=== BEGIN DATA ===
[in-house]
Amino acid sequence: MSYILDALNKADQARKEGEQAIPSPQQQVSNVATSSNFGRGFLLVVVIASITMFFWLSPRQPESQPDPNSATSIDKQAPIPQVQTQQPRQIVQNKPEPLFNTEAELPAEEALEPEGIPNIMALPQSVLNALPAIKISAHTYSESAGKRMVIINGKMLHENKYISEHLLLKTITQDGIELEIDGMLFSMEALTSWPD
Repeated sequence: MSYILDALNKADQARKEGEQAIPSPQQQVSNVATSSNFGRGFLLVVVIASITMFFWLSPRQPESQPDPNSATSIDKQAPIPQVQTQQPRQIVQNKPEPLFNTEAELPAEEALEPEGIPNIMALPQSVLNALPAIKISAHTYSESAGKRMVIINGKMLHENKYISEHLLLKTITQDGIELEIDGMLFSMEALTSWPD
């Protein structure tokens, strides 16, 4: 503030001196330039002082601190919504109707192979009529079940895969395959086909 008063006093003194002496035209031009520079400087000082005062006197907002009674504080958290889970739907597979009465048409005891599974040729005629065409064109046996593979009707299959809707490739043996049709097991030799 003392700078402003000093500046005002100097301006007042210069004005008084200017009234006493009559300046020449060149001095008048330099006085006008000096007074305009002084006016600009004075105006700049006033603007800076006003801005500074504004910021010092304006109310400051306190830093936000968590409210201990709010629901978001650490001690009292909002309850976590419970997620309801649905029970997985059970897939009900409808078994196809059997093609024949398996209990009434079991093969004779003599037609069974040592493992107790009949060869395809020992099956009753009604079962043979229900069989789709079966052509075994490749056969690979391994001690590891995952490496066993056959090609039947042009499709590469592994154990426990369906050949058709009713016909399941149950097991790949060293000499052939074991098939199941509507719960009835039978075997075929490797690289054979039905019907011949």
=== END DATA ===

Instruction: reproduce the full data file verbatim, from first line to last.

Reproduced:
[in-house]
Amino acid sequence: MSYILDALNKADQARKEGEQAIPSPQQQVSNVATSSNFGRGFLLVVVIASITMFFWLSPRQPESQPDPNSATSIDKQAPIPQVQTQQPRQIVQNKPEPLFNTEAELPAEEALEPEGIPNIMALPQSVLNALPAIKISAHTYSESAGKRMVIINGKMLHENKYISEHLLLKTITQDGIELEIDGMLFSMEALTSWPD
Repeated sequence: MSYILDALNKADQARKEGEQAIPSPQQQVSNVATSSNFGRGFLLVVVIASITMFFWLSPRQPESQPDPNSATSIDKQAPIPQVQTQQPRQIVQNKPEPLFNTEAELPAEEALEPEGIPNIMALPQSVLNALPAIKISAHTYSESAGKRMVIINGKMLHENKYISEHLLLKTITQDGIELEIDGMLFSMEALTSWPD
């Protein structure tokens, strides 16, 4: 503030001196330039002082601190919504109707192979009529079940895969395959086909 008063006093003194002496035209031009520079400087000082005062006197907002009674504080958290889970739907597979009465048409005891599974040729005629065409064109046996593979009707299959809707490739043996049709097991030799 003392700078402003000093500046005002100097301006007042210069004005008084200017009234006493009559300046020449060149001095008048330099006085006008000096007074305009002084006016600009004075105006700049006033603007800076006003801005500074504004910021010092304006109310400051306190830093936000968590409210201990709010629901978001650490001690009292909002309850976590419970997620309801649905029970997985059970897939009900409808078994196809059997093609024949398996209990009434079991093969004779003599037609069974040592493992107790009949060869395809020992099956009753009604079962043979229900069989789709079966052509075994490749056969690979391994001690590891995952490496066993056959090609039947042009499709590469592994154990426990369906050949058709009713016909399941149950097991790949060293000499052939074991098939199941509507719960009835039978075997075929490797690289054979039905019907011949």